Movies/Television

Netflix’s The Haunting of Hill House.

Recently, I watched the Netflix series The Haunting of Hill House. I admit that as the show was inspired by the book by Shirley Jackson, I had my reservations. This wasn’t helped by the fact that by the end of the second episode, I really began to wonder if I would continue watching. This is because the series has a bit of a slow build, however, it didn’t pick up for me until the third episode, where I felt things were starting to get interesting. After that episode, I binged the next three. What a turn-around!

So, what happened?

The first six episodes focuses on one family member, telling their side to the story about the events that happened at Hill House and how it had affected their lives. It was Theo’s story in episode three that intrigued me and as the show progressed, it soon became apparent that it was the characters themselves that draws the viewer in, so that by the time we see Nell’s story, the viewer is seeing a horror show that makes you sad as well as scared.

The camera work in episode six is brilliantly done – apparently a seventeen-minute-long unbroken single shot and this episode demonstrates that it’s a family drama as much as it is a horror story. There were a couple of times where I actually jumped in my seat (which is rare for me these days), noticeably one of the car scenes.

This show tends to be more of a psychological horror series, than straight out horror, although it did have some truly scary moments. I’ve read that some people have even wanted to watch it again, so they could count how many ghosts there actually are!

The Haunting of Hill House is a terrific piece of television that weaves past and present narratives together with characters you soon become attached to. I mean, I couldn’t resist young Nell and Luke – they’re so cute! 🙂

Have you watched The Haunting of Hill House and what are your thoughts? Did you find the show had a bit of a slow build? Which characters did you like the most?

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Movies/Television

Picnic at Hanging Rock: Re-adapting a Classic.

When it comes to movies, I’m pretty much a stickler to the originals (so, I’m old-fashioned 😉 ). I tend to go by the rule ‘if it ain’t broke, don’t bother fixing it’. I believe that if a movie was originally well made, then why bother tampering with it? There are a lot of movies out there with the label ‘classics’ for good reason.

When I first heard they were making Picnic at Hanging Rock into a six part series for television, of-course my initial reaction was ‘Why?’ The movie made back in 1975, is one of my all-time favourite films and is a classic in Australian cinema history. I began to wonder if suddenly, like Hollywood, television was out of ideas.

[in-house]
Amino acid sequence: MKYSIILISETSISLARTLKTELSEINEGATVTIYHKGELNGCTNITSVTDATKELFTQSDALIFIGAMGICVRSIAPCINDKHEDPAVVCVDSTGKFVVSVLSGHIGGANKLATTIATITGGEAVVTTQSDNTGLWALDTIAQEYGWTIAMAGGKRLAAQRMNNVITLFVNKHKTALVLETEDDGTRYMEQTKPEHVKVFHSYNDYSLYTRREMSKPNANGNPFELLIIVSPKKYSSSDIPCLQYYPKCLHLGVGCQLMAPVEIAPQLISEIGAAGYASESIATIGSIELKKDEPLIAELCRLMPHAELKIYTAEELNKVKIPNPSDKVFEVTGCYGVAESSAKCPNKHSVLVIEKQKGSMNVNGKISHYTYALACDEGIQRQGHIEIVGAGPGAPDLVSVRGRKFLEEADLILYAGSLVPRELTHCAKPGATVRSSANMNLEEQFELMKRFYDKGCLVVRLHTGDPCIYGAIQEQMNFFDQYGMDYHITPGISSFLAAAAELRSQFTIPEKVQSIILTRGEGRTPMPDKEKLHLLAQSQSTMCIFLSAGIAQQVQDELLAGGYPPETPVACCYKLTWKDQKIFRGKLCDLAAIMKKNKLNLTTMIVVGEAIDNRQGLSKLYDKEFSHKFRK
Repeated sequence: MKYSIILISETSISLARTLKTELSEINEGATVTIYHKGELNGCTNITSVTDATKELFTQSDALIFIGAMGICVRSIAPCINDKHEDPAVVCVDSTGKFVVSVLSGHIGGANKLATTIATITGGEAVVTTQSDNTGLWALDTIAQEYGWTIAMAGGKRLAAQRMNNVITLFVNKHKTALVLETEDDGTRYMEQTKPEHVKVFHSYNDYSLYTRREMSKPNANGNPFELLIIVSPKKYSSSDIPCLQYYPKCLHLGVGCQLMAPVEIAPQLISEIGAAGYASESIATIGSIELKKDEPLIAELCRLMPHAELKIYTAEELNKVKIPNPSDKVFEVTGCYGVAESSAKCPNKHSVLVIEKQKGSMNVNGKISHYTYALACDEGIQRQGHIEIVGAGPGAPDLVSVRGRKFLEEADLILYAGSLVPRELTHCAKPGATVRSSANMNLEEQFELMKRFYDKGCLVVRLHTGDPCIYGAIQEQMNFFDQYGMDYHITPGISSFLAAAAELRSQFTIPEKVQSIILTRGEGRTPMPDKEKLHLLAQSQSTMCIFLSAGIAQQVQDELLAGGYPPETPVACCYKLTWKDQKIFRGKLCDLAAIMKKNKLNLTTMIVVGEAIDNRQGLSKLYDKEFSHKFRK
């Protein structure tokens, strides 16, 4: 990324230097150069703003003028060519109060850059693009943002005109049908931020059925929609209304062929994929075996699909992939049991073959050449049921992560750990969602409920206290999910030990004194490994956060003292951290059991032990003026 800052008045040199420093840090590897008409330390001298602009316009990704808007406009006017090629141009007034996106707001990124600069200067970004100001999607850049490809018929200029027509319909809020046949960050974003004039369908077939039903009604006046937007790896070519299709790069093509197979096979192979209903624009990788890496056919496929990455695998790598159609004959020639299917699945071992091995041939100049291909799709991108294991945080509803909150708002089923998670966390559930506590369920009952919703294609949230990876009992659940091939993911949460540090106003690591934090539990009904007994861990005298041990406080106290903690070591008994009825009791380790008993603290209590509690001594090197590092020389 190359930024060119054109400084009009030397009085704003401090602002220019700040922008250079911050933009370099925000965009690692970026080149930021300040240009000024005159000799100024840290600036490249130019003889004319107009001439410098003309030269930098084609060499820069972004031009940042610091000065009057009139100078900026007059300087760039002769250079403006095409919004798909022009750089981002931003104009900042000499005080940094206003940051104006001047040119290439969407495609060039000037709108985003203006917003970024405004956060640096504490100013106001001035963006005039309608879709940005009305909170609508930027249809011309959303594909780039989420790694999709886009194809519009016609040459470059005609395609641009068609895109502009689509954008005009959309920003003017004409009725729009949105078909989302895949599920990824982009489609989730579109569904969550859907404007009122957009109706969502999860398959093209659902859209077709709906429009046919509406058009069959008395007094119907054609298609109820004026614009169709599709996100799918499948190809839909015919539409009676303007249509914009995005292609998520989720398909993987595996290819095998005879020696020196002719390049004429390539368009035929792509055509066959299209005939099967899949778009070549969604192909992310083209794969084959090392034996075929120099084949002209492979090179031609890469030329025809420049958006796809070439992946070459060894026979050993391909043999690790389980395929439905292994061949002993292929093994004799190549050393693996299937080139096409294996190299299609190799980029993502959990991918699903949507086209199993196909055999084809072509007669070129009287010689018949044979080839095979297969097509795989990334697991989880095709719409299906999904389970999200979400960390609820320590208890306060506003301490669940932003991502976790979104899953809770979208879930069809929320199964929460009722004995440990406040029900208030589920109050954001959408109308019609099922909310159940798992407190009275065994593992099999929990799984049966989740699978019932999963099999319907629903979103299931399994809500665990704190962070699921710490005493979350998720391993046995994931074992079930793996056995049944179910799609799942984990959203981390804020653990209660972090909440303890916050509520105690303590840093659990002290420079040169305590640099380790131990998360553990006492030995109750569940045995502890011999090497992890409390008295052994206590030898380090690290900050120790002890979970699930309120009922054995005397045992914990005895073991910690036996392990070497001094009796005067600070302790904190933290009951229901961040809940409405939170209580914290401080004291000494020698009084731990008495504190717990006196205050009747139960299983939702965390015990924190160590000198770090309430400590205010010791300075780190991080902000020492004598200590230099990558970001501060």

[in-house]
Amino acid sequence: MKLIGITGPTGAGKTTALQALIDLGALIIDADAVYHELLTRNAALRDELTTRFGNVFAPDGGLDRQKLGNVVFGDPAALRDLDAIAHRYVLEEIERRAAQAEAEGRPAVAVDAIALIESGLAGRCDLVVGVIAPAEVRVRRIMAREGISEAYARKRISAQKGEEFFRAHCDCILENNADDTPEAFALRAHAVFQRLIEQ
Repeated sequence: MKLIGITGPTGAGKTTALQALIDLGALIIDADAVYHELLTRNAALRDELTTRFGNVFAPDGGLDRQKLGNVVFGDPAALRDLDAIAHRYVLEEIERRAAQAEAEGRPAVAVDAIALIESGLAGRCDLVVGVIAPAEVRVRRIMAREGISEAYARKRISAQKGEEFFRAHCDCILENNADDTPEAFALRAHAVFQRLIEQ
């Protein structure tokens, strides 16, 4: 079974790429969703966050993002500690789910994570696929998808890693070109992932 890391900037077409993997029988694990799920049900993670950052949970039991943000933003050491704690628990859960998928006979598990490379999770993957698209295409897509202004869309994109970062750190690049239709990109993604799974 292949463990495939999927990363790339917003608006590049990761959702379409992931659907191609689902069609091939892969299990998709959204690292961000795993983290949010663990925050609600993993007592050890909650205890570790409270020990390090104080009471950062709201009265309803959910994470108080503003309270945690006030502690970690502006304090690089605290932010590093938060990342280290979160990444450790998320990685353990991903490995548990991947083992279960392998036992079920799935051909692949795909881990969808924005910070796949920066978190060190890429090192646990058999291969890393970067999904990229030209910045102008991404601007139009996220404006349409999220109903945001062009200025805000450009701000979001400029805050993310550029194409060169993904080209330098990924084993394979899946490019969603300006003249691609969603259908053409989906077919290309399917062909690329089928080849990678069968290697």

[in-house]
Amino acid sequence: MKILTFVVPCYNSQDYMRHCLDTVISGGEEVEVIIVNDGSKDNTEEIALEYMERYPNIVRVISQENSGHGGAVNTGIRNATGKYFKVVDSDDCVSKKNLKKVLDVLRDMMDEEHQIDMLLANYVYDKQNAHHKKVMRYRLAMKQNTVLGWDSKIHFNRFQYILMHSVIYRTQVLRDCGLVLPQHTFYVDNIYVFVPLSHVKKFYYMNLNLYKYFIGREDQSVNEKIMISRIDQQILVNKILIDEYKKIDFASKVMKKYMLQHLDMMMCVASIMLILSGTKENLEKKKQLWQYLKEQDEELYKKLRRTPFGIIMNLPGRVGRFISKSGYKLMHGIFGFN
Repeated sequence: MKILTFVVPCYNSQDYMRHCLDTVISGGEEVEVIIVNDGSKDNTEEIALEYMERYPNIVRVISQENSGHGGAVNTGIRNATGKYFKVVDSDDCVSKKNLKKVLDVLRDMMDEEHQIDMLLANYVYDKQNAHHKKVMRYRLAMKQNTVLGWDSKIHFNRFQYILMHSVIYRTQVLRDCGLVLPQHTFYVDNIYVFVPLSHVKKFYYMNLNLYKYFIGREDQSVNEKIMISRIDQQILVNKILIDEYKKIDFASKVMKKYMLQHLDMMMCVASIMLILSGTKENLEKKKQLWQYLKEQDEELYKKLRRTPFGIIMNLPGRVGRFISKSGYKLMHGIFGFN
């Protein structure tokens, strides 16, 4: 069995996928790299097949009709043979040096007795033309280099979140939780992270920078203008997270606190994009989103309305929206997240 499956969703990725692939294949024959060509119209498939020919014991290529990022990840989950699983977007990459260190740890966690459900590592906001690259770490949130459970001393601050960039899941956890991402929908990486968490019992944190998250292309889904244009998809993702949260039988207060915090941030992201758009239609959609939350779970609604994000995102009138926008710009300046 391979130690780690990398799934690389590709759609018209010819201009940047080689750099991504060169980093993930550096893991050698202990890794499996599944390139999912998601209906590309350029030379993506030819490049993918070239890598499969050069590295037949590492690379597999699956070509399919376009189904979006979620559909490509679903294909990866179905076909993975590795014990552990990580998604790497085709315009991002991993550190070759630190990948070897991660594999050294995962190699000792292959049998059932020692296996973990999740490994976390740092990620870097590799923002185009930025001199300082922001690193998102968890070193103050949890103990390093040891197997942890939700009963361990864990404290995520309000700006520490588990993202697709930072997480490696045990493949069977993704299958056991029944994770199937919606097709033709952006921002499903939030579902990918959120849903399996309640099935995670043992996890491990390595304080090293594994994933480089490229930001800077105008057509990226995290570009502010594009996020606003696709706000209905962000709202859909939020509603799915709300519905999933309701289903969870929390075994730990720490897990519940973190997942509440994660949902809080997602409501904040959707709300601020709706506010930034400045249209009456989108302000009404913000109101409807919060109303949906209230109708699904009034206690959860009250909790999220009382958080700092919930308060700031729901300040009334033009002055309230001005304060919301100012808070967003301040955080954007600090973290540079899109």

Then came the how? How could it be stretched to six hours? Sure they could show parts of the book that weren’t in the film, and would that also include the ‘missing chapter’? I didn’t see how that could all be done to justify six hours of television.

It was then that I discovered that it’s not actually a remake, but a re-adaptation.

Seriously?

Again, why?

Personally, I don’t see the point. However, part of the reasoning behind it is that it offers a ‘fresh take’. In an effort to attract viewers, it would appear that some of the familiar characters have been ‘fleshed out’, so to speak. There is more emphasis on Mrs Appleyard and her background, and from what I’ve seen, it would appear that there is also more to other characters, including Miranda. Both within the film and the book, we are told all we need to know about these characters. The mystery, its domino effect and the rock itself is the focus and the appeal of the entire story. An article about the re-adaptation understands that ‘the enduring appeal may now lie in the unanswered question it poses’.

I have read many comments regarding this re-adaptation and it would appear that many people agree with my sentiments. People are very sceptical, believe that originals can’t be bettered and that there is a lack of creativity as this is the era of remakes. There were some points made about Peter Weir’s version that resonated. It is believed that in Weir’s version, much was left to the imagination; that the original had a spell-binding feeling that cannot be replicated.

There is no harm in younger audiences appreciating such films for what they are and it wasn’t all that long ago that I sat with my kids and watched the movie. Both my children are teenagers, so perhaps well within the age bracket this re-adaptation is aimed for. My children sat through the whole thing, and with the short attention span people have these days, it managed to hold their attention and neither one found it ‘boring’. At the end of the movie, my son said ‘that rock is evil’. Somehow, I don’t think the idea of the story being re-adapted will hold any appeal to either of them.

I saw Picnic at Hanging Rock when it first came out (yes, showing my age here) and as a young child it captured my imagination. This movie, above all others, made me the writer I am today (Alfred Hitchcock’s work a close second). Will I still watch it? I may sneak a peek at the first episode to get some sense of it, mainly because my curiosity usually gets the better of me. Whether it will hold my attention completely though, remains to be seen*.

The re-adaptation will have its world television premiere 6 May on Foxtel.

*Update: I did happen to watch the first episode and I stick by the opinions I have stated above. You can also read a review from The Guardian, which gives this re-adaptation 2 out of 5 stars.

What are your thoughts on re-adaptations? Do you believe that some films should be respected and left alone? Do you know of a film or television series that is better than the original? Will you be watching this re-adaptation?